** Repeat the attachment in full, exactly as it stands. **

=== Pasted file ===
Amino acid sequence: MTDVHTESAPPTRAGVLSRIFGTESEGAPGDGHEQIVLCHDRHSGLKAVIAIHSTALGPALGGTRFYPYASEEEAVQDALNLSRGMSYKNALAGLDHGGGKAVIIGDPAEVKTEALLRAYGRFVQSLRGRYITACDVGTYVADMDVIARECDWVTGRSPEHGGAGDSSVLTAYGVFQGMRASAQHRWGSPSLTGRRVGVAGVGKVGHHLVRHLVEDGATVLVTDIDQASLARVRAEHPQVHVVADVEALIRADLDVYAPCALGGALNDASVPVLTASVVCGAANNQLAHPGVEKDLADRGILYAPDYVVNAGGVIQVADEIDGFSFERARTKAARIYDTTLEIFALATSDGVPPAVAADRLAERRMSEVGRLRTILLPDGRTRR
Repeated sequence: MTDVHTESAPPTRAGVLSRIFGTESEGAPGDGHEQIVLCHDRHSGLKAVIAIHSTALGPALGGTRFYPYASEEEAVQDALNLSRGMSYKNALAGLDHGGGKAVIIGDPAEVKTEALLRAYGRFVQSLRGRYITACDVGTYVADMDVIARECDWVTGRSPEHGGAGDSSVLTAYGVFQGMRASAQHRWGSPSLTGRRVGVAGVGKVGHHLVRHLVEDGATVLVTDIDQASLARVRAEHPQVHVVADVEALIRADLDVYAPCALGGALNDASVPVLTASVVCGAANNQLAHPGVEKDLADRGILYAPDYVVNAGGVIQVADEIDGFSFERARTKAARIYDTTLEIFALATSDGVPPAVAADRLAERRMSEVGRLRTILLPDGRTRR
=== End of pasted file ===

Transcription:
Amino acid sequence: MTDVHTESAPPTRAGVLSRIFGTESEGAPGDGHEQIVLCHDRHSGLKAVIAIHSTALGPALGGTRFYPYASEEEAVQDALNLSRGMSYKNALAGLDHGGGKAVIIGDPAEVKTEALLRAYGRFVQSLRGRYITACDVGTYVADMDVIARECDWVTGRSPEHGGAGDSSVLTAYGVFQGMRASAQHRWGSPSLTGRRVGVAGVGKVGHHLVRHLVEDGATVLVTDIDQASLARVRAEHPQVHVVADVEALIRADLDVYAPCALGGALNDASVPVLTASVVCGAANNQLAHPGVEKDLADRGILYAPDYVVNAGGVIQVADEIDGFSFERARTKAARIYDTTLEIFALATSDGVPPAVAADRLAERRMSEVGRLRTILLPDGRTRR
Repeated sequence: MTDVHTESAPPTRAGVLSRIFGTESEGAPGDGHEQIVLCHDRHSGLKAVIAIHSTALGPALGGTRFYPYASEEEAVQDALNLSRGMSYKNALAGLDHGGGKAVIIGDPAEVKTEALLRAYGRFVQSLRGRYITACDVGTYVADMDVIARECDWVTGRSPEHGGAGDSSVLTAYGVFQGMRASAQHRWGSPSLTGRRVGVAGVGKVGHHLVRHLVEDGATVLVTDIDQASLARVRAEHPQVHVVADVEALIRADLDVYAPCALGGALNDASVPVLTASVVCGAANNQLAHPGVEKDLADRGILYAPDYVVNAGGVIQVADEIDGFSFERARTKAARIYDTTLEIFALATSDGVPPAVAADRLAERRMSEVGRLRTILLPDGRTRR